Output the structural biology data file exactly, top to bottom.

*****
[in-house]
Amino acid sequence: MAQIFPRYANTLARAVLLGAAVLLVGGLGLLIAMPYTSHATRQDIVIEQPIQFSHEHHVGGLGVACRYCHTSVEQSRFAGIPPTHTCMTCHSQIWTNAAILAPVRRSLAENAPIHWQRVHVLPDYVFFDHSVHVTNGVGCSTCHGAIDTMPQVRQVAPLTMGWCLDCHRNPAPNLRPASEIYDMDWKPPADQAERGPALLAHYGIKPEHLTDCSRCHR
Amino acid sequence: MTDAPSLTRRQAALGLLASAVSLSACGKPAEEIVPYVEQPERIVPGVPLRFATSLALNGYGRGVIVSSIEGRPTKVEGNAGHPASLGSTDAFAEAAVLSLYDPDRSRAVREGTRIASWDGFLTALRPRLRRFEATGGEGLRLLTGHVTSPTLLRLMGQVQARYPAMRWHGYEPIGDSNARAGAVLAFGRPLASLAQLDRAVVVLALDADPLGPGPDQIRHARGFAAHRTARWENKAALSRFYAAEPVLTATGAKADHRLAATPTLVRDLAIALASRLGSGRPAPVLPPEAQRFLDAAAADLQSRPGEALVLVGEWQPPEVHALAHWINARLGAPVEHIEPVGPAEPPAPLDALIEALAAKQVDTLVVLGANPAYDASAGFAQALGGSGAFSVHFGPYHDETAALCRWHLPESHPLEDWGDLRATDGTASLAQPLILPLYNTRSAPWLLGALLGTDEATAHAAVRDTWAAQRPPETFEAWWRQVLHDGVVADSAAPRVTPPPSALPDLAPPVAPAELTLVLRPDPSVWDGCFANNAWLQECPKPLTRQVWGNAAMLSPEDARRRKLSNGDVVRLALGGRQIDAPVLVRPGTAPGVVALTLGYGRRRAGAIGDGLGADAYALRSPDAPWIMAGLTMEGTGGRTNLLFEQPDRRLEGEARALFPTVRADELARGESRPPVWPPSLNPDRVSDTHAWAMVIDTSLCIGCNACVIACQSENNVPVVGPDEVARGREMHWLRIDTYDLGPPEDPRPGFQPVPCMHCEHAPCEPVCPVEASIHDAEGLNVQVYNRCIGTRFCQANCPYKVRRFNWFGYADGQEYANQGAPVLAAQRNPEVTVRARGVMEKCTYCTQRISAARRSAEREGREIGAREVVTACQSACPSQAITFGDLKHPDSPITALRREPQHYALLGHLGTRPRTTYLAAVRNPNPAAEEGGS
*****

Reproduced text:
[in-house]
Amino acid sequence: MAQIFPRYANTLARAVLLGAAVLLVGGLGLLIAMPYTSHATRQDIVIEQPIQFSHEHHVGGLGVACRYCHTSVEQSRFAGIPPTHTCMTCHSQIWTNAAILAPVRRSLAENAPIHWQRVHVLPDYVFFDHSVHVTNGVGCSTCHGAIDTMPQVRQVAPLTMGWCLDCHRNPAPNLRPASEIYDMDWKPPADQAERGPALLAHYGIKPEHLTDCSRCHR
Amino acid sequence: MTDAPSLTRRQAALGLLASAVSLSACGKPAEEIVPYVEQPERIVPGVPLRFATSLALNGYGRGVIVSSIEGRPTKVEGNAGHPASLGSTDAFAEAAVLSLYDPDRSRAVREGTRIASWDGFLTALRPRLRRFEATGGEGLRLLTGHVTSPTLLRLMGQVQARYPAMRWHGYEPIGDSNARAGAVLAFGRPLASLAQLDRAVVVLALDADPLGPGPDQIRHARGFAAHRTARWENKAALSRFYAAEPVLTATGAKADHRLAATPTLVRDLAIALASRLGSGRPAPVLPPEAQRFLDAAAADLQSRPGEALVLVGEWQPPEVHALAHWINARLGAPVEHIEPVGPAEPPAPLDALIEALAAKQVDTLVVLGANPAYDASAGFAQALGGSGAFSVHFGPYHDETAALCRWHLPESHPLEDWGDLRATDGTASLAQPLILPLYNTRSAPWLLGALLGTDEATAHAAVRDTWAAQRPPETFEAWWRQVLHDGVVADSAAPRVTPPPSALPDLAPPVAPAELTLVLRPDPSVWDGCFANNAWLQECPKPLTRQVWGNAAMLSPEDARRRKLSNGDVVRLALGGRQIDAPVLVRPGTAPGVVALTLGYGRRRAGAIGDGLGADAYALRSPDAPWIMAGLTMEGTGGRTNLLFEQPDRRLEGEARALFPTVRADELARGESRPPVWPPSLNPDRVSDTHAWAMVIDTSLCIGCNACVIACQSENNVPVVGPDEVARGREMHWLRIDTYDLGPPEDPRPGFQPVPCMHCEHAPCEPVCPVEASIHDAEGLNVQVYNRCIGTRFCQANCPYKVRRFNWFGYADGQEYANQGAPVLAAQRNPEVTVRARGVMEKCTYCTQRISAARRSAEREGREIGAREVVTACQSACPSQAITFGDLKHPDSPITALRREPQHYALLGHLGTRPRTTYLAAVRNPNPAAEEGGS